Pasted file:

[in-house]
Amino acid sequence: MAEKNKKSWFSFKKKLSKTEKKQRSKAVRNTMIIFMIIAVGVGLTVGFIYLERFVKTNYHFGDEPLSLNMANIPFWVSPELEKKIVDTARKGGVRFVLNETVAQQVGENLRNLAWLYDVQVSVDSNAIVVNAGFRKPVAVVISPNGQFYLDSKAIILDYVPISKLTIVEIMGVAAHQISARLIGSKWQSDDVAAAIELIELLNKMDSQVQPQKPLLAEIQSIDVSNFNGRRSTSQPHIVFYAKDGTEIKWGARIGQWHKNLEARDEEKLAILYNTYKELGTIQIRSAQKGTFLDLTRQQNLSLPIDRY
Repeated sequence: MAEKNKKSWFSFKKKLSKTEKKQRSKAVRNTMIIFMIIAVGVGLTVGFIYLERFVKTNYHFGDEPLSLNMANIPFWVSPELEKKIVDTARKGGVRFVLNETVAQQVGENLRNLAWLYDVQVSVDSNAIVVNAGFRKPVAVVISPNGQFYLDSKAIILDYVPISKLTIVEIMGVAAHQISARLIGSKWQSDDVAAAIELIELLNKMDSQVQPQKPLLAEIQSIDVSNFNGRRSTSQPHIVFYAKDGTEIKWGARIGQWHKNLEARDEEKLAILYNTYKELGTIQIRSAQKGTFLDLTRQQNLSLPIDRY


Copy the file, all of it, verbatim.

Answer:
[in-house]
Amino acid sequence: MAEKNKKSWFSFKKKLSKTEKKQRSKAVRNTMIIFMIIAVGVGLTVGFIYLERFVKTNYHFGDEPLSLNMANIPFWVSPELEKKIVDTARKGGVRFVLNETVAQQVGENLRNLAWLYDVQVSVDSNAIVVNAGFRKPVAVVISPNGQFYLDSKAIILDYVPISKLTIVEIMGVAAHQISARLIGSKWQSDDVAAAIELIELLNKMDSQVQPQKPLLAEIQSIDVSNFNGRRSTSQPHIVFYAKDGTEIKWGARIGQWHKNLEARDEEKLAILYNTYKELGTIQIRSAQKGTFLDLTRQQNLSLPIDRY
Repeated sequence: MAEKNKKSWFSFKKKLSKTEKKQRSKAVRNTMIIFMIIAVGVGLTVGFIYLERFVKTNYHFGDEPLSLNMANIPFWVSPELEKKIVDTARKGGVRFVLNETVAQQVGENLRNLAWLYDVQVSVDSNAIVVNAGFRKPVAVVISPNGQFYLDSKAIILDYVPISKLTIVEIMGVAAHQISARLIGSKWQSDDVAAAIELIELLNKMDSQVQPQKPLLAEIQSIDVSNFNGRRSTSQPHIVFYAKDGTEIKWGARIGQWHKNLEARDEEKLAILYNTYKELGTIQIRSAQKGTFLDLTRQQNLSLPIDRY